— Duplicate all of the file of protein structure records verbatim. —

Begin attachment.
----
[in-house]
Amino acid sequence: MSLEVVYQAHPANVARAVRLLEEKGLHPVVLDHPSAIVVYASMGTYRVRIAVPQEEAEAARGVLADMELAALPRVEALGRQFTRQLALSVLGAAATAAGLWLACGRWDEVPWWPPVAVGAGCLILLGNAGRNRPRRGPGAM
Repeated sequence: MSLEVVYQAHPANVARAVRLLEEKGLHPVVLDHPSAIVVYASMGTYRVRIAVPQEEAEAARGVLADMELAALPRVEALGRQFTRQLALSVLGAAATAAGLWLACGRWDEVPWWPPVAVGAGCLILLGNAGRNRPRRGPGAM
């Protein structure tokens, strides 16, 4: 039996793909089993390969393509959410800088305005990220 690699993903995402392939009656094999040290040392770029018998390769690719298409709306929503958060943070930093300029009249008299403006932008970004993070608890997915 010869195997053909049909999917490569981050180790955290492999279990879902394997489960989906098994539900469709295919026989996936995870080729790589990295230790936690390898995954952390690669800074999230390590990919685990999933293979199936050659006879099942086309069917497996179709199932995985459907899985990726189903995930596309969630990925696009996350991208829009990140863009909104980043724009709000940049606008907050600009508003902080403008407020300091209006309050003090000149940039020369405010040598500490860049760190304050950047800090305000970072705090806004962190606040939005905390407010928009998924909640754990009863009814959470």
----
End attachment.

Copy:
[in-house]
Amino acid sequence: MSLEVVYQAHPANVARAVRLLEEKGLHPVVLDHPSAIVVYASMGTYRVRIAVPQEEAEAARGVLADMELAALPRVEALGRQFTRQLALSVLGAAATAAGLWLACGRWDEVPWWPPVAVGAGCLILLGNAGRNRPRRGPGAM
Repeated sequence: MSLEVVYQAHPANVARAVRLLEEKGLHPVVLDHPSAIVVYASMGTYRVRIAVPQEEAEAARGVLADMELAALPRVEALGRQFTRQLALSVLGAAATAAGLWLACGRWDEVPWWPPVAVGAGCLILLGNAGRNRPRRGPGAM
């Protein structure tokens, strides 16, 4: 039996793909089993390969393509959410800088305005990220 690699993903995402392939009656094999040290040392770029018998390769690719298409709306929503958060943070930093300029009249008299403006932008970004993070608890997915 010869195997053909049909999917490569981050180790955290492999279990879902394997489960989906098994539900469709295919026989996936995870080729790589990295230790936690390898995954952390690669800074999230390590990919685990999933293979199936050659006879099942086309069917497996179709199932995985459907899985990726189903995930596309969630990925696009996350991208829009990140863009909104980043724009709000940049606008907050600009508003902080403008407020300091209006309050003090000149940039020369405010040598500490860049760190304050950047800090305000970072705090806004962190606040939005905390407010928009998924909640754990009863009814959470």